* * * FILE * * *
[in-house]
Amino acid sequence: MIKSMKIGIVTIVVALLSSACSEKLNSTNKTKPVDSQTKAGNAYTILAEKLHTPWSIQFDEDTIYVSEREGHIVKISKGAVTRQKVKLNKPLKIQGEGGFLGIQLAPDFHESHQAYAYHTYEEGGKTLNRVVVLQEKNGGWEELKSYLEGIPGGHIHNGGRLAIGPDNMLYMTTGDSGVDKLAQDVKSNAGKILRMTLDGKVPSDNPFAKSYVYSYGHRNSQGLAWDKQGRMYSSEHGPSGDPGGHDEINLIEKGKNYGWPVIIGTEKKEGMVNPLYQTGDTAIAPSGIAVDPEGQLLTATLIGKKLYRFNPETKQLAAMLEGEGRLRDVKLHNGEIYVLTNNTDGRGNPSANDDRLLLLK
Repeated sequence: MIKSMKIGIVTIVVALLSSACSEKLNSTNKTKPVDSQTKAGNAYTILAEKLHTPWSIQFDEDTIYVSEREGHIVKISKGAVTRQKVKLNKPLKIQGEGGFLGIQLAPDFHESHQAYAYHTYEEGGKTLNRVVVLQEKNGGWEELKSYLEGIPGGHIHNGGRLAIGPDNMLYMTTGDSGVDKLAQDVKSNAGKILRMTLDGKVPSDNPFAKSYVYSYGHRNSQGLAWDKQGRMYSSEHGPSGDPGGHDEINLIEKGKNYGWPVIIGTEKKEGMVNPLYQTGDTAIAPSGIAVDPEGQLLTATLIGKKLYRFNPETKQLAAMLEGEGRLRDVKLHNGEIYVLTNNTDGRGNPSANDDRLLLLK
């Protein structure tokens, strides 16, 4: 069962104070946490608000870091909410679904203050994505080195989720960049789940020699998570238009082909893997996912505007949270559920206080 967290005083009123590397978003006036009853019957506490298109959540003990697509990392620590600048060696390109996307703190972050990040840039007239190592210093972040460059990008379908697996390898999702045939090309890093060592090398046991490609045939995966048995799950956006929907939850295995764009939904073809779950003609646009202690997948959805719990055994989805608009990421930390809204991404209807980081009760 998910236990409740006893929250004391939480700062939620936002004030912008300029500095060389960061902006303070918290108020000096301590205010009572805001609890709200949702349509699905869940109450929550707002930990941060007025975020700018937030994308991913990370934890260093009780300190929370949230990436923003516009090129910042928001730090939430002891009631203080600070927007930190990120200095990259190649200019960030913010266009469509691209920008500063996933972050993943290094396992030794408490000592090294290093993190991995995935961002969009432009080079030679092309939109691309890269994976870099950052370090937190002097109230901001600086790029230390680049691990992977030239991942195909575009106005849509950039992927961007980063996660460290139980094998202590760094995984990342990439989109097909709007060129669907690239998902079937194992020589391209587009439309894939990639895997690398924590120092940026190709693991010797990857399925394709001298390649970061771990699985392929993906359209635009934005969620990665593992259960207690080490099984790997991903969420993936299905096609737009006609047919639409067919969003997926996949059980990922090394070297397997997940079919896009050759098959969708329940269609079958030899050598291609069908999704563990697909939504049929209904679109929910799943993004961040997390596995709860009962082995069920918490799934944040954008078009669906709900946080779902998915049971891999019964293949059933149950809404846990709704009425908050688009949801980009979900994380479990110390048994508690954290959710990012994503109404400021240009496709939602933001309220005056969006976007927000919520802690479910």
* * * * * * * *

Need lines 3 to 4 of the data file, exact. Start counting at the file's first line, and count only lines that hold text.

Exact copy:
Repeated sequence: MIKSMKIGIVTIVVALLSSACSEKLNSTNKTKPVDSQTKAGNAYTILAEKLHTPWSIQFDEDTIYVSEREGHIVKISKGAVTRQKVKLNKPLKIQGEGGFLGIQLAPDFHESHQAYAYHTYEEGGKTLNRVVVLQEKNGGWEELKSYLEGIPGGHIHNGGRLAIGPDNMLYMTTGDSGVDKLAQDVKSNAGKILRMTLDGKVPSDNPFAKSYVYSYGHRNSQGLAWDKQGRMYSSEHGPSGDPGGHDEINLIEKGKNYGWPVIIGTEKKEGMVNPLYQTGDTAIAPSGIAVDPEGQLLTATLIGKKLYRFNPETKQLAAMLEGEGRLRDVKLHNGEIYVLTNNTDGRGNPSANDDRLLLLK
């Protein structure tokens, strides 16, 4: 069962104070946490608000870091909410679904203050994505080195989720960049789940020699998570238009082909893997996912505007949270559920206080 967290005083009123590397978003006036009853019957506490298109959540003990697509990392620590600048060696390109996307703190972050990040840039007239190592210093972040460059990008379908697996390898999702045939090309890093060592090398046991490609045939995966048995799950956006929907939850295995764009939904073809779950003609646009202690997948959805719990055994989805608009990421930390809204991404209807980081009760 998910236990409740006893929250004391939480700062939620936002004030912008300029500095060389960061902006303070918290108020000096301590205010009572805001609890709200949702349509699905869940109450929550707002930990941060007025975020700018937030994308991913990370934890260093009780300190929370949230990436923003516009090129910042928001730090939430002891009631203080600070927007930190990120200095990259190649200019960030913010266009469509691209920008500063996933972050993943290094396992030794408490000592090294290093993190991995995935961002969009432009080079030679092309939109691309890269994976870099950052370090937190002097109230901001600086790029230390680049691990992977030239991942195909575009106005849509950039992927961007980063996660460290139980094998202590760094995984990342990439989109097909709007060129669907690239998902079937194992020589391209587009439309894939990639895997690398924590120092940026190709693991010797990857399925394709001298390649970061771990699985392929993906359209635009934005969620990665593992259960207690080490099984790997991903969420993936299905096609737009006609047919639409067919969003997926996949059980990922090394070297397997997940079919896009050759098959969708329940269609079958030899050598291609069908999704563990697909939504049929209904679109929910799943993004961040997390596995709860009962082995069920918490799934944040954008078009669906709900946080779902998915049971891999019964293949059933149950809404846990709704009425908050688009949801980009979900994380479990110390048994508690954290959710990012994503109404400021240009496709939602933001309220005056969006976007927000919520802690479910």